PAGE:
Before this week’s announcement, it was looking like the future would simply pass Apple by.
And I was convinced — me, an ex-Apple designer with the greatest passion for Macs — that I had bought my last Mac, and would finally be forced to switch back to PCs.
I’m incredibly relieved I won’t be.
But we thought we would also use this opportunity to share a transcript of the interview with Phil Schiller, Senior Vice President of Worldwide Marketing; Craig Federighi, Senior Vice President of Software Engineering; John Ternus, Vice President of Hardware Engineering.
Update (2017-04-07): See also: Hacker News.
Update (2017-04-11): Lloyd Chambers:
I give Apple kudos for finally acknowledging that the 2013 Mac Pro was in some ways a failure, albeit with first class ‘spin’: taking 3+ years to figure out that a waffle cone with chocolate ice cream isn’t the only flavor people like is simply not a credible cover story.
I would feel a lot more comfortable were I reading past tense instead of present participle (“rethinking”, team “told to take its time”). Should not the thinking part should be just about all done by now, the staff having been hard at work for the past two years or so?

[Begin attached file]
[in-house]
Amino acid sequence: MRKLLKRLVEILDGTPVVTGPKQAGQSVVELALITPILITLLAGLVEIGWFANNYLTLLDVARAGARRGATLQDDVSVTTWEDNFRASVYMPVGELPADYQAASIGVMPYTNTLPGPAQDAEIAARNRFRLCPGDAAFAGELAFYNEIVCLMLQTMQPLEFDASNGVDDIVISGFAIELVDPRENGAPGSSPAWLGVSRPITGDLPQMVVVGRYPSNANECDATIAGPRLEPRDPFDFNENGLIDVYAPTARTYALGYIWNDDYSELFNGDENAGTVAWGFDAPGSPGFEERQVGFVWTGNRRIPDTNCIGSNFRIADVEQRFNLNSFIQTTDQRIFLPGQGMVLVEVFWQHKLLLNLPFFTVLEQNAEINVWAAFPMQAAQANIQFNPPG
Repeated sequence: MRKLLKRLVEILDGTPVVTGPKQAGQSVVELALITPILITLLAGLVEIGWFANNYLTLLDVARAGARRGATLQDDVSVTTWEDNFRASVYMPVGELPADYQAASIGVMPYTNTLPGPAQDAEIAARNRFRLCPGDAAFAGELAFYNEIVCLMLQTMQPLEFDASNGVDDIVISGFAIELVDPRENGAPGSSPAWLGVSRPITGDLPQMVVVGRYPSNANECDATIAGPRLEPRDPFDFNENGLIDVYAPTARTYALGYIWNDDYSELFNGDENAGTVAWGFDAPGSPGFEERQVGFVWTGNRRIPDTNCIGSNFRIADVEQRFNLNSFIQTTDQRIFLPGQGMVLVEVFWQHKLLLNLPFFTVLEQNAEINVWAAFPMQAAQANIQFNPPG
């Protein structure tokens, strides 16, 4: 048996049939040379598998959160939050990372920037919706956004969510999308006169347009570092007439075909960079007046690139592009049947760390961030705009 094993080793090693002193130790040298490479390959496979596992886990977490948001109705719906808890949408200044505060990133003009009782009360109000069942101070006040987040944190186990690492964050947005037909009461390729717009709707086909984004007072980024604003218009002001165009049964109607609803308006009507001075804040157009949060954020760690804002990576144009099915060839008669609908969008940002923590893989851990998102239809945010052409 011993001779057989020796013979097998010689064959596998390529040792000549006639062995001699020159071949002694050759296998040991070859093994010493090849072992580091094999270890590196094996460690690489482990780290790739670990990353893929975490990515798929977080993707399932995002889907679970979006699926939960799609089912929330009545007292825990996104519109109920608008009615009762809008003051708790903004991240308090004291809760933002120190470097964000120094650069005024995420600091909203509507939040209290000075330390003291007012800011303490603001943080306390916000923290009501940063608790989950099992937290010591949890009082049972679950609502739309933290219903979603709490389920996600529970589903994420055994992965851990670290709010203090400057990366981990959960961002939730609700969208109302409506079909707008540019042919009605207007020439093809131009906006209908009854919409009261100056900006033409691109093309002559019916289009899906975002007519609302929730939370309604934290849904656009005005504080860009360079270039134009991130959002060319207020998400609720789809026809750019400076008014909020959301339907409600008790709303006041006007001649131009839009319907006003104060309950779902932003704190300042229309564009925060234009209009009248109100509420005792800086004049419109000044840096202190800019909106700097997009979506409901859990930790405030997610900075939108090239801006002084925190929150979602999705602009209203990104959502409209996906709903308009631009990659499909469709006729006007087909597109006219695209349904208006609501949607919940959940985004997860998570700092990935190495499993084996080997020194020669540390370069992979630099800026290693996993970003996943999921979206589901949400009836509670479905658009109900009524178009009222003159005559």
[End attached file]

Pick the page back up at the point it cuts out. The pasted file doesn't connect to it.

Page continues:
Update (2017-04-12): See also: Accidental Tech Podcast.
Update (2017-04-14): See also: The Talk Show.
Update (2017-04-20): Becky Hansmeyer:
But I can’t help but wonder whether Apple itself fully realizes the implications of its decision to double down on pro hardware. This wasn’t just a product decision, with effects on staffing, component sourcing, and profit margins. It was a decision about the company’s identity. What is our core mission? Who is our audience? Answering those questions (and making sure every employee knows the answer to those questions) is like Running a Company 101. And yet Apple seemed to be confused.
Depending on when the initial decision to sunset the Mac Pro was made, it seems like a lot of this could have been avoided if Apple had utilized its own mission statement. Up until early June 2015, the company still ended every press release with “Apple designs Macs, the best personal computers in the world…” Now filter “Should we kill our high end personal computer?” through that and the answer is an emphatic “Nope.”